Endless belt-type manlifts are prohibited in underground construction.
General requirements also applicable to underground construction for use of conveyors in construction are found in §1926.555 of this part.
No employee shall ride haulage equipment unless it is equipped with seating for each passenger and protects passengers from being struck, crushed, or caught between other equipment or surfaces. Members of train crews may ride on a locomotive if it is equipped with handholds and nonslip steps or footboards. Requirements applicable to Underground Construction for motor vehicle transportation of employees are found in §1926.601 of this part.
Powered mobile haulage equipment, including trains, shall not be left unattended unless the master switch or motor is turned off; operating controls are in neutral or park position; and the brakes are set, or equivalent precautions are taken to prevent rolling.
Rocker-bottom or bottom-dump cars shall be equipped with positive locking devices to prevent unintended dumping.
Equipment to be hauled shall be loaded and secured to prevent sliding or dislodgement.
Parked rail equipment shall be chocked, blocked, or have brakes set to prevent inadvertent movement.
Only small handtools, lunch pails or similar small items may be transported with employees in man-cars, or on top of a locomotive.
Where switching facilities are available, occupied personnel-cars shall be pulled, not pushed. If personnel-cars must be pushed and visibility of the track ahead is hampered, then a qualified person shall be stationed in the lead car to give signals to the locomotive operator.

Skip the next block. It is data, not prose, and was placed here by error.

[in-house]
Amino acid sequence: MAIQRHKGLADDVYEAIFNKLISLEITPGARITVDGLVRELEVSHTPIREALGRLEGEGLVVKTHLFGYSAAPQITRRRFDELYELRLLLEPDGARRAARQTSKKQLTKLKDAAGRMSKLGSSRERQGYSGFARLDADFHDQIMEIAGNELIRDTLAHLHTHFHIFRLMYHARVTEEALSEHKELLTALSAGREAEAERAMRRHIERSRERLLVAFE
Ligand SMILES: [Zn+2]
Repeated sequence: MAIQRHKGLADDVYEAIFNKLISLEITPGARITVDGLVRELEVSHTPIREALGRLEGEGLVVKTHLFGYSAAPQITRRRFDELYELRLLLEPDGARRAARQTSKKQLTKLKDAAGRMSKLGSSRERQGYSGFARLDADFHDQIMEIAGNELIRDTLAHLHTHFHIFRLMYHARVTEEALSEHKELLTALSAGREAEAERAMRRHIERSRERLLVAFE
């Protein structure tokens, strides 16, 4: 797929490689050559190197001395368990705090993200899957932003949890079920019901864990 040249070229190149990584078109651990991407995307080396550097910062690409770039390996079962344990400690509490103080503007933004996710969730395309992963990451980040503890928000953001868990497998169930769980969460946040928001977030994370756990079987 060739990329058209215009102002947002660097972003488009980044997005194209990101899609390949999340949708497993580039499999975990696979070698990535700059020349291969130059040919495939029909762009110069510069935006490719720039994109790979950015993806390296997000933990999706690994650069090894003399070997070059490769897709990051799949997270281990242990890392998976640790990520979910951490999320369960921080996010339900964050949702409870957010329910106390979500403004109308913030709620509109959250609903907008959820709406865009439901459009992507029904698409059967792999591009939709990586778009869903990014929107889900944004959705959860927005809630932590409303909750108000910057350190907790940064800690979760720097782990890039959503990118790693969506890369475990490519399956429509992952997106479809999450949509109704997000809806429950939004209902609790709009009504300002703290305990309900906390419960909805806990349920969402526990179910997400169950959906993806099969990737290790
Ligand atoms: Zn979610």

Electrical safety. This paragraph applies in addition to the general requirements for electrical safety which are found in subpart K of this part.
Hoisting unique to underground construction. Except as modified by this paragraph (t), employers must: Comply with the requirements of subpart CC of this part, except that the limitation in §1926.1431(a) does not apply to the routine access of employees to an underground worksite via a shaft; ensure that material hoists comply with §1926.552(a) and (b) of this part; and ensure that personnel hoists comply with the personnel-hoists requirements of §1926.552(a) and (c) of this part and the elevator requirements of §1926.552(a) and (d) of this part.
Control levers shall be of the "deadman type" which return automatically to their center (neutral) position upon release.
Wire rope used in load lines of material hoists shall be capable of supporting, without failure, at least five times the maximum intended load or the factor recommended by the rope manufacturer, whichever is greater. Refer to §1926.552(c)(14)(iii) of this part for design factors for wire rope used in personnel hoists. The design factor shall be calculated by dividing the breaking strength of wire rope, as reported in the manufacturer's rating tables, by the total static load, including the weight of the wire rope in the shaft when fully extended.
Definitions. “Accept”—Any device, equipment, or appliance that is either approved by MSHA and maintained in permissible condition, or is listed or labeled for the class and location under subpart K of this part.
“Rapid Excavation Machine”—Tunnel boring machines, shields, roadheaders, or any other similar excavation machine.
[54 FR 23850, June 2, 1989; 58 FR 35311, June 30, 1993, as amended at 61 FR 5510, Feb. 13, 1996; 63 FR 1297, Jan. 8, 1998; 71 FR 16674, Apr. 3, 2006; 75 FR 48135, Aug. 9, 2010; 77 FR 49728, Aug. 17, 2012; 78 FR 23841, Apr. 24, 2013; 84 FR 21577, May 14, 2019]